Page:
In our day as in his, many young people are driven to political extremism, sometimes by truly terrible conditions, but also by a need to give meaning to their lives. And since meaninglessness is frequently accompanied by a sense of guilt, they sometimes respond to a strong ideology of polarization, in which one recovers a sense of direction as well as a sense of purity by lining up in implacable opposition to the forces of darkness. The more implacable and even violent the opposition, the more the polarity is represented as absolute, and the greater the sense of separation from evil and hence purity. Dostoevsky's Devils is one of the great documents of modern times, because it lays bare the way in which an ideology of universal love and freedom can mask a burning hatred, directed outward onto an unregenerate world and generating destruction and despotism. (516-517)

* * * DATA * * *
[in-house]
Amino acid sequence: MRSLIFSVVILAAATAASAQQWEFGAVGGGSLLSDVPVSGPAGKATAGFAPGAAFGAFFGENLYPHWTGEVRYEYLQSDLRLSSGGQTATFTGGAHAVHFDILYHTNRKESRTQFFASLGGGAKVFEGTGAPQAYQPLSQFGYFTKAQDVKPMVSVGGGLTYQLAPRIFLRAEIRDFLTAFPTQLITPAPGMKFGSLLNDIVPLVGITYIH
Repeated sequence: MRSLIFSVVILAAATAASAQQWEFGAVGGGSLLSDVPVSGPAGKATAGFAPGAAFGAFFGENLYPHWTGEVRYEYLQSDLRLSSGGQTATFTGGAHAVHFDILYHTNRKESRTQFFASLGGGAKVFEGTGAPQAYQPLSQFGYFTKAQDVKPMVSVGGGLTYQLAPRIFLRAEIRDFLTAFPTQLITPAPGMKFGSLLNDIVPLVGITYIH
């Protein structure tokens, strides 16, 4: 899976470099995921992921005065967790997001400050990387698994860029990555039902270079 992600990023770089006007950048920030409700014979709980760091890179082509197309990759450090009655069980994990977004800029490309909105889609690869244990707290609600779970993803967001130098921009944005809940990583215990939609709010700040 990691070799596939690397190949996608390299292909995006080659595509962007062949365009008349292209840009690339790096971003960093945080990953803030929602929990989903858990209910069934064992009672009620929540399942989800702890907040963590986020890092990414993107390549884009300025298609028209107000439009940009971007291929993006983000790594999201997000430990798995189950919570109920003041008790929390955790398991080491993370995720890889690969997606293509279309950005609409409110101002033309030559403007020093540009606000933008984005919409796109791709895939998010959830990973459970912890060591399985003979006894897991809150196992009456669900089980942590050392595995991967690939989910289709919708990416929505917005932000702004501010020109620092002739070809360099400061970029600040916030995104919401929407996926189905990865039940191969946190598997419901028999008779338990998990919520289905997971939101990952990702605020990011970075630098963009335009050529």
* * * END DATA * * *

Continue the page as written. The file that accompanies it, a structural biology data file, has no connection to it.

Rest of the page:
Taylor penned these words almost 25 years ago, but I read them and couldn't help but think of my own generation and the one coming after us. It's pretty common to either idolize or demonize our moral sense; we're supposedly either relativists or morally superior activists. I'd say there's quite a bit of both. And one "ist" I'd certainly add to the list is "moralists."
Pick a hot subject (gay marriage, the environment, healthcare, and so on) and scroll through your Facebook feed to find someone updating vociferously on the subject, trumpeting his position and damning the opposition in bold, apocalyptic terms. It's not just that people are wrong, confused, and perhaps in need of correction; no, they're downright wicked. As younger generations increasingly identify as "nones" (no religious affiliation), it's not that they have no moral or spiritual bearings, just that they find them elsewhere.